Posts Tagged ‘little brother’

my father and me

This something I’ve been meaning to write forever. It looks like I first tried to write this last June and I’ve come back to see that I only wrote two sentences (and I’m not even going to use them). I want to write more about fatherhood in general, but I figured it would make sense to start with me and my father’s story.

But it starts before I even got here. My mother and father don’t agree much on the details of how they met but from what I can gather, my mother came to California, met my father and they fell in love. Like for real love, they got engaged and bought a house. Then my father messed up big time (“groupies” according to my dad and drugs, bad combo) and my mother left him. After she had me, she moved back to Connecticut. And since my father loved both of us, he followed. Since he didn’t know anyone in CT, he couldn’t get drugs and so he got clean.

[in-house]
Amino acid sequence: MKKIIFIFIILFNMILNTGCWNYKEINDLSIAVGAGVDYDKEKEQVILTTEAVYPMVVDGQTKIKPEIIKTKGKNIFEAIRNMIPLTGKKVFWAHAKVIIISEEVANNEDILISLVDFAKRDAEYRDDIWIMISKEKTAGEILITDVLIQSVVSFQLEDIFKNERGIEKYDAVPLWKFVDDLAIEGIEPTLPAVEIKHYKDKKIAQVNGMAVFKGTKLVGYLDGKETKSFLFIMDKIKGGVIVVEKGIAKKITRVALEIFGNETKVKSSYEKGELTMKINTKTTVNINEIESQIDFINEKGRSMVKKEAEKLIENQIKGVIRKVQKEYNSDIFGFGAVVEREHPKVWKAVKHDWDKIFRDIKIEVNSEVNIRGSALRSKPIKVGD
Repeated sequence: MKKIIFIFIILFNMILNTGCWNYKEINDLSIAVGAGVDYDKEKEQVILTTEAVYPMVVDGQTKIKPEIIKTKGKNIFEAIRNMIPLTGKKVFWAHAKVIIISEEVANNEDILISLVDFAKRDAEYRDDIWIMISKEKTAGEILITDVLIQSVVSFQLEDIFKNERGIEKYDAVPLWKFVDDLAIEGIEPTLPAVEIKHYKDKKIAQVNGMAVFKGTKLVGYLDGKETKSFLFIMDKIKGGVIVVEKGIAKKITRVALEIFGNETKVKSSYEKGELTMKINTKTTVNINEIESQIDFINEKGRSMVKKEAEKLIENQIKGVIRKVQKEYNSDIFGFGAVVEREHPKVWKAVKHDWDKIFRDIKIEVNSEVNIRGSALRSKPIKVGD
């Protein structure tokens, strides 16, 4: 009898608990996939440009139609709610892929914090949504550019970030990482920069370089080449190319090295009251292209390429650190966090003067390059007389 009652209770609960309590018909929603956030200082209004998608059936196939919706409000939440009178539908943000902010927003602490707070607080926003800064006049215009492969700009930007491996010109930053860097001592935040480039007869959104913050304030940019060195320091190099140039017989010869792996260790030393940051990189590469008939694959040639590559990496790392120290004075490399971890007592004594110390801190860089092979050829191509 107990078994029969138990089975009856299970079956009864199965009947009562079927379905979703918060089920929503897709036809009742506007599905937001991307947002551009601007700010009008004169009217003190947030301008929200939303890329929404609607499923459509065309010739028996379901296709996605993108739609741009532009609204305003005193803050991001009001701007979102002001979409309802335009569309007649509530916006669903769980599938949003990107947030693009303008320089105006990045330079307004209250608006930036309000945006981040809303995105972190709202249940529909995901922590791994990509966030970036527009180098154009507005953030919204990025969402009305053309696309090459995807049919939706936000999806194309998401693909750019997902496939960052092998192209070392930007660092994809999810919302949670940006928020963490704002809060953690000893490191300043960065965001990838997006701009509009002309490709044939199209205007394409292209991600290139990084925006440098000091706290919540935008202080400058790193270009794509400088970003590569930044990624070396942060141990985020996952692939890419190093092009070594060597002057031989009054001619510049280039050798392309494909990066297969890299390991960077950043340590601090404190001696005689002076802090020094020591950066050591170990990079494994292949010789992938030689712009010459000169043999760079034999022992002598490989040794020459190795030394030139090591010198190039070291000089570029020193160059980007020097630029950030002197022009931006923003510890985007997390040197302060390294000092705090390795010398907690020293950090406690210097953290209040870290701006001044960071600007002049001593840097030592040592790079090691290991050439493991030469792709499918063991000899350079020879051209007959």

For a while we all lived together with my grandmother. My mother’s work required her to travel a lot, so I spent most of my early years with my father and my grandmother. Eventually my mom was able to spend more time in CT, enough to buy a house and we were a “regular” family. I’m not sure what happened, but my father moved out but we still hung out all the time. I was the ultimate daddy’s girl and it was awesome. He spoiled me rotten and I loved it. Whatever I wanted I got and I got used to it.

When I was nine, my mother told me she was going to have a baby (with her husband, not my dad). That’s when my father decided to tell me that he had just had a baby with some woman I never met and that I had a six month old brother.

Somewhere along the way my dad started doing drugs again. His visits became more sporadic and when we hung out it was sometimes with real shady people and sketchy situations. I was also getting older, so I was more aware of what going on, but for the most part everything was cool.